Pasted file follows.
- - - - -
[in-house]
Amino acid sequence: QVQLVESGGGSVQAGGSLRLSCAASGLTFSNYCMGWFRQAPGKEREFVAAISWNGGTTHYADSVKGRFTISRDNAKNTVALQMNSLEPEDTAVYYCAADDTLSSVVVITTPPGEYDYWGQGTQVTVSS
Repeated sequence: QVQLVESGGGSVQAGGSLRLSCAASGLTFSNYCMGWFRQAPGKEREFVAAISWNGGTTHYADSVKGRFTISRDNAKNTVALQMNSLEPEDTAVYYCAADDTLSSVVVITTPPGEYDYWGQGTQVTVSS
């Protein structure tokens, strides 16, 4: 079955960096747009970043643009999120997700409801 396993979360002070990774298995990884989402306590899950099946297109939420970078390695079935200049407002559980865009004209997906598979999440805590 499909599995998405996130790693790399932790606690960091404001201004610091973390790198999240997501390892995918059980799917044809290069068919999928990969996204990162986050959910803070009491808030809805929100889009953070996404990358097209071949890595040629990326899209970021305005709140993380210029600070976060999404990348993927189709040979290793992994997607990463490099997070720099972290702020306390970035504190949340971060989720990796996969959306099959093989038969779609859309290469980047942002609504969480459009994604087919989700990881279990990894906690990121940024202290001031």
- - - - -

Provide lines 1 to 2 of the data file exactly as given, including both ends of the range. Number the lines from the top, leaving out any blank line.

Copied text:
[in-house]
Amino acid sequence: QVQLVESGGGSVQAGGSLRLSCAASGLTFSNYCMGWFRQAPGKEREFVAAISWNGGTTHYADSVKGRFTISRDNAKNTVALQMNSLEPEDTAVYYCAADDTLSSVVVITTPPGEYDYWGQGTQVTVSS